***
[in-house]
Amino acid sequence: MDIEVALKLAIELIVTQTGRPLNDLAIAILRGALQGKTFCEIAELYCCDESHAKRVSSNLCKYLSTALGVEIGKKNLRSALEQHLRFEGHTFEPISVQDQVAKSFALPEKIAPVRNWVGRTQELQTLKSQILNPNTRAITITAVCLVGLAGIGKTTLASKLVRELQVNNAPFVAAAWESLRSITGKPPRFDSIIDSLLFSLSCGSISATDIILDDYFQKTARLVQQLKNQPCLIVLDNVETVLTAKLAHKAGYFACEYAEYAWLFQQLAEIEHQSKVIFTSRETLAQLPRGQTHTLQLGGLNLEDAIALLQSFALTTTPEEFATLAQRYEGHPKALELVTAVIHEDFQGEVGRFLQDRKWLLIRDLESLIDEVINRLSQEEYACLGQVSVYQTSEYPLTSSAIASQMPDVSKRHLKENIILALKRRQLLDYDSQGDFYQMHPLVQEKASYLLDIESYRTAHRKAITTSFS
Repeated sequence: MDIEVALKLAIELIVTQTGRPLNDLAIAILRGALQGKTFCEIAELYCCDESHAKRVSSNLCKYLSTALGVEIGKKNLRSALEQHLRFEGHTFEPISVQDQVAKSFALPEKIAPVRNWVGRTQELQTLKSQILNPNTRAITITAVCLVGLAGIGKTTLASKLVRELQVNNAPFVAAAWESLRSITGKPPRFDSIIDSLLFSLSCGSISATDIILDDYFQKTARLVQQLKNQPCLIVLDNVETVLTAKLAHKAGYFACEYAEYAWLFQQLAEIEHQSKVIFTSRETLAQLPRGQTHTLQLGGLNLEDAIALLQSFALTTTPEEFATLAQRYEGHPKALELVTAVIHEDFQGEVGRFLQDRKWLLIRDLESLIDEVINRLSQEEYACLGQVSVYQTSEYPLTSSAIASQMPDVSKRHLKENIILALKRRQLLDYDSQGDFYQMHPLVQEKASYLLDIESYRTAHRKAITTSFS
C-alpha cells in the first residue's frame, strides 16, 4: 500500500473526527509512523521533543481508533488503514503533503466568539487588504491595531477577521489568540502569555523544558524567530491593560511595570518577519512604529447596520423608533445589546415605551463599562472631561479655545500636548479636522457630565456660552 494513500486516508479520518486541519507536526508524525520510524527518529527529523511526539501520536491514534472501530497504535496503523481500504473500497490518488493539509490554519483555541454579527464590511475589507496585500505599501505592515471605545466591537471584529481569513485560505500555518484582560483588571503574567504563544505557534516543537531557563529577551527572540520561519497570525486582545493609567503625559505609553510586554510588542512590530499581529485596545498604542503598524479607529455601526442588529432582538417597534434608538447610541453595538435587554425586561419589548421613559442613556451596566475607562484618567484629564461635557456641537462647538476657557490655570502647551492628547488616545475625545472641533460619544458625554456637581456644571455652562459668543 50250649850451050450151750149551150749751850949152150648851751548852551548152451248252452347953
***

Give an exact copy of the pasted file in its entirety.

[in-house]
Amino acid sequence: MDIEVALKLAIELIVTQTGRPLNDLAIAILRGALQGKTFCEIAELYCCDESHAKRVSSNLCKYLSTALGVEIGKKNLRSALEQHLRFEGHTFEPISVQDQVAKSFALPEKIAPVRNWVGRTQELQTLKSQILNPNTRAITITAVCLVGLAGIGKTTLASKLVRELQVNNAPFVAAAWESLRSITGKPPRFDSIIDSLLFSLSCGSISATDIILDDYFQKTARLVQQLKNQPCLIVLDNVETVLTAKLAHKAGYFACEYAEYAWLFQQLAEIEHQSKVIFTSRETLAQLPRGQTHTLQLGGLNLEDAIALLQSFALTTTPEEFATLAQRYEGHPKALELVTAVIHEDFQGEVGRFLQDRKWLLIRDLESLIDEVINRLSQEEYACLGQVSVYQTSEYPLTSSAIASQMPDVSKRHLKENIILALKRRQLLDYDSQGDFYQMHPLVQEKASYLLDIESYRTAHRKAITTSFS
Repeated sequence: MDIEVALKLAIELIVTQTGRPLNDLAIAILRGALQGKTFCEIAELYCCDESHAKRVSSNLCKYLSTALGVEIGKKNLRSALEQHLRFEGHTFEPISVQDQVAKSFALPEKIAPVRNWVGRTQELQTLKSQILNPNTRAITITAVCLVGLAGIGKTTLASKLVRELQVNNAPFVAAAWESLRSITGKPPRFDSIIDSLLFSLSCGSISATDIILDDYFQKTARLVQQLKNQPCLIVLDNVETVLTAKLAHKAGYFACEYAEYAWLFQQLAEIEHQSKVIFTSRETLAQLPRGQTHTLQLGGLNLEDAIALLQSFALTTTPEEFATLAQRYEGHPKALELVTAVIHEDFQGEVGRFLQDRKWLLIRDLESLIDEVINRLSQEEYACLGQVSVYQTSEYPLTSSAIASQMPDVSKRHLKENIILALKRRQLLDYDSQGDFYQMHPLVQEKASYLLDIESYRTAHRKAITTSFS
C-alpha cells in the first residue's frame, strides 16, 4: 500500500473526527509512523521533543481508533488503514503533503466568539487588504491595531477577521489568540502569555523544558524567530491593560511595570518577519512604529447596520423608533445589546415605551463599562472631561479655545500636548479636522457630565456660552 494513500486516508479520518486541519507536526508524525520510524527518529527529523511526539501520536491514534472501530497504535496503523481500504473500497490518488493539509490554519483555541454579527464590511475589507496585500505599501505592515471605545466591537471584529481569513485560505500555518484582560483588571503574567504563544505557534516543537531557563529577551527572540520561519497570525486582545493609567503625559505609553510586554510588542512590530499581529485596545498604542503598524479607529455601526442588529432582538417597534434608538447610541453595538435587554425586561419589548421613559442613556451596566475607562484618567484629564461635557456641537462647538476657557490655570502647551492628547488616545475625545472641533460619544458625554456637581456644571455652562459668543 50250649850451050450151750149551150749751850949152150648851751548852551548152451248252452347953